28 July 2015


How do you pronounce gaol? If you are in Brunei, you might not know this spelling; but it occurs in the UK. Here is a street sign in Hereford:

In fact, it should be pronounced as /dʒeɪl/, and it is an alternative pronunciation for jail.

The problem with gaol is that it starts with 'ga', and when 'g' is followed by 'a', it is nearly always pronounced as /g/ (e.g. in gas, gap, gastric, gallant, gander, gain, gate, ...). Although 'g' can be pronounced as /dʒ/, this is only when it is followed by 'e', 'i', or 'y' (e.g. gender, generation, gel, gene; ginger, gin, Giles; gym, gyrate, gyroscope ...). Although most speakers of English are unable to state this rule explicitly, they subconsciously know it, which is why they do not expect gaol to be pronounced as /dʒeɪl/.

Although there are no residential properties on Gaol Street in Hereford, there are some offices in addition to the police station, and I was told that when people in those offices need to give their address, they often pronounce it as /gaʊl/, as saying /dʒeɪl/ is unlikely to be understood.

I suspect that the spelling jail may be a pronunciation spelling (in which the spelling of a word changes to reflect its pronunciation), but I need to check that. It is possible that gaol and jail have always been alternative spellings of the word.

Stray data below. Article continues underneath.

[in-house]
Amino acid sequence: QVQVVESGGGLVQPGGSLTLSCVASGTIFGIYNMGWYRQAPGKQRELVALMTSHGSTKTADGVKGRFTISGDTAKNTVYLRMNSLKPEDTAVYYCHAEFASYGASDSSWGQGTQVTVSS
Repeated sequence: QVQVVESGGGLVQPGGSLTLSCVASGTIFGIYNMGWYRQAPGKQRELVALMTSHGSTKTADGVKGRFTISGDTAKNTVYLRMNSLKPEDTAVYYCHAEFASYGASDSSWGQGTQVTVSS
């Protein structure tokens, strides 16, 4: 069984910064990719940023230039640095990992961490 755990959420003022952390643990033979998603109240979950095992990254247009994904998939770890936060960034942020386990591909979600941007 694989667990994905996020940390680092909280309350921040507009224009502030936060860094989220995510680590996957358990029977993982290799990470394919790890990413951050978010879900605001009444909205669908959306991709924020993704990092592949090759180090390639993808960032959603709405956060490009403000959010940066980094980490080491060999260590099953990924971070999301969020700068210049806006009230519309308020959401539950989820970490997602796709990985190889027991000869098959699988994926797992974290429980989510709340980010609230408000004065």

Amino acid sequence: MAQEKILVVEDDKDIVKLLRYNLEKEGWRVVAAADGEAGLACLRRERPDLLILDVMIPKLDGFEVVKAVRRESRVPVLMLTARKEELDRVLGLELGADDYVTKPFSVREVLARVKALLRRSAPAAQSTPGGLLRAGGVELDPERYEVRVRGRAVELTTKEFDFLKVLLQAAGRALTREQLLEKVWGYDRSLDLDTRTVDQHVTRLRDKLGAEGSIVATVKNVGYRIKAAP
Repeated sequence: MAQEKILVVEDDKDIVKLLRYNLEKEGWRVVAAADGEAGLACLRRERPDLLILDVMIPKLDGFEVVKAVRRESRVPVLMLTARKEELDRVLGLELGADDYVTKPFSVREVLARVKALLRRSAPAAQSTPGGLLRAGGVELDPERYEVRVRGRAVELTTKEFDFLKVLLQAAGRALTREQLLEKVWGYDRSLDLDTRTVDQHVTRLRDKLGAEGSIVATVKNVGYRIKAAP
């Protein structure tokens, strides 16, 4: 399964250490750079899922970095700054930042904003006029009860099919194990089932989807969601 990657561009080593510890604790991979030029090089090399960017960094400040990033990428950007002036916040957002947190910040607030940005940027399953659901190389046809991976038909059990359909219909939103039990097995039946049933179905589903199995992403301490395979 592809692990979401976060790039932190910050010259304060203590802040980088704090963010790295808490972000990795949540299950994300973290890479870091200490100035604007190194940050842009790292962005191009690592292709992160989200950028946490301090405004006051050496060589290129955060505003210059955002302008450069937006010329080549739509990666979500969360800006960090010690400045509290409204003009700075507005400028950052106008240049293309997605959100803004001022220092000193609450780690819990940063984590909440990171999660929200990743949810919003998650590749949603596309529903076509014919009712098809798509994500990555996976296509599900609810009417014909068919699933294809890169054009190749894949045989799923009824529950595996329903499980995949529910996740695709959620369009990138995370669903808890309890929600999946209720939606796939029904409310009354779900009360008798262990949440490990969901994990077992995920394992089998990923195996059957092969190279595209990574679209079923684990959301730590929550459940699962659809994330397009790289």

20 July 2015


I saw this headline in the Times of 4 July 2015.

When I first read it, I could not understand the final word on the first word: chicest. I thought for a moment that it must be a typo for choiciest.

In fact, it means 'most chic' (where chic, pronounced /ʃi:k/, means 'fashionable'); it is just the use of the superlative suffix -est added to a fairly common adjective chic. So what's the problem? The -est suffix is fairly productive, so it should not be a problem to add it to an existing adjective.

The problem is this: in English spelling, 'c' followed by 'e' is always pronounced as /s/: cell, ceiling, centre, certain, certificate, ceremony, celestial; receive, deceive, incentive, recent, etc. So when I read the word, I initially imagined that it must be pronounced as /tʃaɪsɪst/.

In most cases, if a word ends with 'c' and then a suffix starting with 'e' is added, then 'k' is inserted: e.g. panicked, picnicked. However, in the case of chic, this is not an option, as chickest would look like something else. As a result, there is no alternative but to have 'c' followed by 'e' in chicest.

The only exceptions to the rule by which 'c' followed by 'e' is pronounced as /s/ that I can think of are: cello, in which the 'c' is pronounced as /tʃ/; and celtic, which starts with /k/ if it refers to a language (but /s/ if it is a football club). So now we seem to have one more: chicest.